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Western Gailes Golf Club Feature Review

By: Matt Holbrook | Wed 21 Jul 2021

Review by Golfshake Ambassador Matt Holbrook

William Johnstone, James Lang, Will G O Lindsay and Andrew McCulloch were all members of golf clubs in Glasgow in 1897. They headed to the Ayrshire coast with the vision to create a golf course away from the industrial fog and smoke of the city - but also a course which would allow for play all year round.

So, Western Gailes was born.

It wasn't until the spring of 1898 when the first nine holes were open for play. Due to the hard work of then greenkeeper, Mr Morris, the second nine soon followed by May of the same year.

Whilst the course takes on natural terrain and surroundings, some reshaping has been necessary over the years. The 10th and 17th were modified due to tank manoeuvres during the war whilst the 3rd, 4th and 5th holes were redesigned to allow the access road down to Irvine Harbour. Other than these changes, the course remains largely unchanged and has developed into one of Scotland's finest links courses, hosting a number of prestigious events, including, most recently the 2011 Scottish Amateur Championships and the Scottish Amateur Strokeplay Championship.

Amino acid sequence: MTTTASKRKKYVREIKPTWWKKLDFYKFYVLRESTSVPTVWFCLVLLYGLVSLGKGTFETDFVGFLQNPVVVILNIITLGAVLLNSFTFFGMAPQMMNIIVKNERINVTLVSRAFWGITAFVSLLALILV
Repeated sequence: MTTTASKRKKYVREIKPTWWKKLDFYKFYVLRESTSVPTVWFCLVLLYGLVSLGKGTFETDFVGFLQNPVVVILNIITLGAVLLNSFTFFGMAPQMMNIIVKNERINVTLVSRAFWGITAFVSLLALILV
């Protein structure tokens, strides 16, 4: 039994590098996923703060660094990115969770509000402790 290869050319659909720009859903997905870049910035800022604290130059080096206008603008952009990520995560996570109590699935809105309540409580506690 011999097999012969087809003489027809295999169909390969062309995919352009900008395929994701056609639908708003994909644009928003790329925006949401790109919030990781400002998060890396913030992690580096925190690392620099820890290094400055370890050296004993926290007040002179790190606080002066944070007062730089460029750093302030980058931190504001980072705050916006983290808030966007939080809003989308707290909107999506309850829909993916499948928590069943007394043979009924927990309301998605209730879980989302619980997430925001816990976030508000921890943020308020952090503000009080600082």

The clubhouse - which faces out on the Firth of Clyde and Isle of Arran - was added in 1909 with further extensions added in 1934 and 1961. and whilst some further improvements and modernisations have come along, the history can still be felt - in particular in the old changing rooms filled with the wood beams and traditional wooden lockers.

With the railway running between the course at Western Gailes and Dundonald Links next door, it serves as another reminder of the transportation links that would have brought golfers from the big city out to the coast to enjoy the classic links courses. Now attracting thousands of visitors a year, Western Gailes has become one of the main attractions that brings golfers to the stunning Ayrshire coastline.

Pre-Round Thoughts

Western Gailes